On Friday, March 1, the Province of BC’s Ministry of Transportation and Infrastructure will launch the public engagement portion of their 10-month active transportation strategy, in what could be considered a stealth effort to catch up to years of progress made by municipalities across the south coast.
Public feedback will help identify and prioritize new investments in safe and convenient active transportation infrastructure, education, incentive programs and safety improvements — for modes like walking, cycling, scootering, and skateboarding — for people of all ages and abilities, in communities across the province.
This week, however, as the Ministry encourages stakeholder groups via a widely circulated email to “bring ideas about ways governments can work together to build new infrastructure or better support existing network connections in your community,” news of the strategy and the overall development process is absent from the Ministry’s website.
Active transportation is not a topic on the Ministry’s website index. A search for the phrase ‘active transportation strategy’, or variations thereof, yield no meaningful results on the site. The Province doesn’t even rank in Google search results for similar terms, casting doubt on their leadership in this regard.
Based on the Ministry’s multi-decade legacy of active transportation neglect — many British Columbians above a certain age still call it the ‘Ministry of Highways’, and for good reason — this information vacuum isn’t a shocker.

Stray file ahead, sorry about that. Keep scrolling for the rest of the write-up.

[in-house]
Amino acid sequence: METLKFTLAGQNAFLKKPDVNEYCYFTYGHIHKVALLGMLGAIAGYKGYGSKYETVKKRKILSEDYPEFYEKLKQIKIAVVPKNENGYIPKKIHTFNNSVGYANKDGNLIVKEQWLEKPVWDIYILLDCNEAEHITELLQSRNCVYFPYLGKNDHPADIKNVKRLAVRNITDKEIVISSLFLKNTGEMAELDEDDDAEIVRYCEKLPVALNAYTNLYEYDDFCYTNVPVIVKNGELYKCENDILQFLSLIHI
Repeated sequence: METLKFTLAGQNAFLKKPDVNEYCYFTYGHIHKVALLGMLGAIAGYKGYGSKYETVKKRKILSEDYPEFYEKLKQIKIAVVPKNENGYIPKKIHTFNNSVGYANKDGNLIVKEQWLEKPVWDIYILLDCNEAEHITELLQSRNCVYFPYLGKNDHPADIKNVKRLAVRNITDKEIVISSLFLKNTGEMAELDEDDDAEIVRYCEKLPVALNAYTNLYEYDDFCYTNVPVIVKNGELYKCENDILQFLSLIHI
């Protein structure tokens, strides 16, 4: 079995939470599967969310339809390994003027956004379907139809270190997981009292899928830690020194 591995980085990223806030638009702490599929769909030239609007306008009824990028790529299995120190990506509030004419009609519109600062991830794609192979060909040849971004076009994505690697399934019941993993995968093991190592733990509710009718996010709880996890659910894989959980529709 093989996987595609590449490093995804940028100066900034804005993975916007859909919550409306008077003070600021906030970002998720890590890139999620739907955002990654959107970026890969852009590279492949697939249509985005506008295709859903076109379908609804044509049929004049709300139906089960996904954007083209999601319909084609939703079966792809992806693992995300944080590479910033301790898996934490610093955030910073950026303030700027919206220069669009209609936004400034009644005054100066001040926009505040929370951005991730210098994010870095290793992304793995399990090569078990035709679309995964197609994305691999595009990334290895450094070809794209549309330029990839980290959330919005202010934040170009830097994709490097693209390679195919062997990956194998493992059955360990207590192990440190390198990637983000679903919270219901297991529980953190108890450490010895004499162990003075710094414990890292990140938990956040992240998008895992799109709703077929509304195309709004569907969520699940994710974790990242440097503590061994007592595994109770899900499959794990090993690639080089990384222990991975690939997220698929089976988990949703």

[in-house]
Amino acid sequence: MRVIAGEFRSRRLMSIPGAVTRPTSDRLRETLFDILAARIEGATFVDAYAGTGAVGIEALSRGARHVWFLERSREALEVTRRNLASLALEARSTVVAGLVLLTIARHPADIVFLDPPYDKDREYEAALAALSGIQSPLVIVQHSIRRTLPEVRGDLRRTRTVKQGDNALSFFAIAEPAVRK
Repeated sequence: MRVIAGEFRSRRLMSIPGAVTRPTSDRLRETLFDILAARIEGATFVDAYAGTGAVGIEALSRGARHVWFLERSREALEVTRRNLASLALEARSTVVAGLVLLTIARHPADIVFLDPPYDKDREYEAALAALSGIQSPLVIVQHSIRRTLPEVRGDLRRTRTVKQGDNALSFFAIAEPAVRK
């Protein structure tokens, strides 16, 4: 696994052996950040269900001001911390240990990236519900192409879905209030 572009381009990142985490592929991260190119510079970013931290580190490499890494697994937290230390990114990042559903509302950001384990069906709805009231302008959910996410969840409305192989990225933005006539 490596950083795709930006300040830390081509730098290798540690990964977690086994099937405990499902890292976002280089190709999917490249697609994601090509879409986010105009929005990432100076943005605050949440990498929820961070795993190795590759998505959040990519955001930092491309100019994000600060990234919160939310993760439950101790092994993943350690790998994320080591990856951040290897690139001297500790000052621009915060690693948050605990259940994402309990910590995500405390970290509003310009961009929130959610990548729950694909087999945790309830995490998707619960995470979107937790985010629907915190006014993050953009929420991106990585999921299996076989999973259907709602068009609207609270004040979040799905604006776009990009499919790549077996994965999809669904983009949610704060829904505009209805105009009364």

But if the INSTPP process initiated last year by the Province is any indication, there’s hope for new policies, updated strategies, and reprioritization of dollars. And almost halfway through the coalition government’s mandate, a new focus on active transportation, however poorly communicated, can only be a good thing.
It is expected the Ministry’s office will release and promote a website for gathering public feedback by Friday.
Stakeholders, such as community and advocacy groups, have been invited to in-person consultations with the province that begin this Friday in Surrey, and continue over the following two weeks in Vancouver, Penticton, Courtenay, Nelson, Terrace, Prince George and Victoria.
What questions will be asked of stakeholders at these regional forums? In their email, the Ministry has shared the following prep questions:
- How important is active transportation in your community today?
- What are the barriers to active transportation?
- What opportunities do you see to increase active transportation?
- How can the province, communities, community organizations and individuals work together to advance active transportation throughout the province?
Are you a leader within an organization focused on health, transportation, physical activity and community, and have not yet been invited to register for a forum? Email the Ministry’s active transportation strategy team at ActiveTransportation@gov.bc.ca.